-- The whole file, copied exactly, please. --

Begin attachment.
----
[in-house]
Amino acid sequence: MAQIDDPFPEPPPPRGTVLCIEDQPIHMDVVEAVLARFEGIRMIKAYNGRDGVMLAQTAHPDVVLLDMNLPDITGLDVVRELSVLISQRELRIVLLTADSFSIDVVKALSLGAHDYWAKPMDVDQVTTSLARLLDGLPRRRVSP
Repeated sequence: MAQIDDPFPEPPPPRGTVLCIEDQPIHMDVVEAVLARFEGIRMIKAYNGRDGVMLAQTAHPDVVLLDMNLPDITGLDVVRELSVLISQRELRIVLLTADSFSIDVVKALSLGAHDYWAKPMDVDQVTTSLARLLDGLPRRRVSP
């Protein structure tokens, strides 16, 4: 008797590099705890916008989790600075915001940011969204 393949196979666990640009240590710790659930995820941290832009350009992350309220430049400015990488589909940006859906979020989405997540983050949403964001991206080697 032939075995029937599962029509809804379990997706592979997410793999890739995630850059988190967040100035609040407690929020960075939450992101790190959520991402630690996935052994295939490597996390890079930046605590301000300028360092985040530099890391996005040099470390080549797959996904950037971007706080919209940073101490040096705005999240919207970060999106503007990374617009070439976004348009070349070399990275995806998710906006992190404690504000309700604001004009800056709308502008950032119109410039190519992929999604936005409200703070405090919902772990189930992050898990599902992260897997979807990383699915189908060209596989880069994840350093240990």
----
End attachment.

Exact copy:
[in-house]
Amino acid sequence: MAQIDDPFPEPPPPRGTVLCIEDQPIHMDVVEAVLARFEGIRMIKAYNGRDGVMLAQTAHPDVVLLDMNLPDITGLDVVRELSVLISQRELRIVLLTADSFSIDVVKALSLGAHDYWAKPMDVDQVTTSLARLLDGLPRRRVSP
Repeated sequence: MAQIDDPFPEPPPPRGTVLCIEDQPIHMDVVEAVLARFEGIRMIKAYNGRDGVMLAQTAHPDVVLLDMNLPDITGLDVVRELSVLISQRELRIVLLTADSFSIDVVKALSLGAHDYWAKPMDVDQVTTSLARLLDGLPRRRVSP
């Protein structure tokens, strides 16, 4: 008797590099705890916008989790600075915001940011969204 393949196979666990640009240590710790659930995820941290832009350009992350309220430049400015990488589909940006859906979020989405997540983050949403964001991206080697 032939075995029937599962029509809804379990997706592979997410793999890739995630850059988190967040100035609040407690929020960075939450992101790190959520991402630690996935052994295939490597996390890079930046605590301000300028360092985040530099890391996005040099470390080549797959996904950037971007706080919209940073101490040096705005999240919207970060999106503007990374617009070439976004348009070349070399990275995806998710906006992190404690504000309700604001004009800056709308502008950032119109410039190519992929999604936005409200703070405090919902772990189930992050898990599902992260897997979807990383699915189908060209596989880069994840350093240990």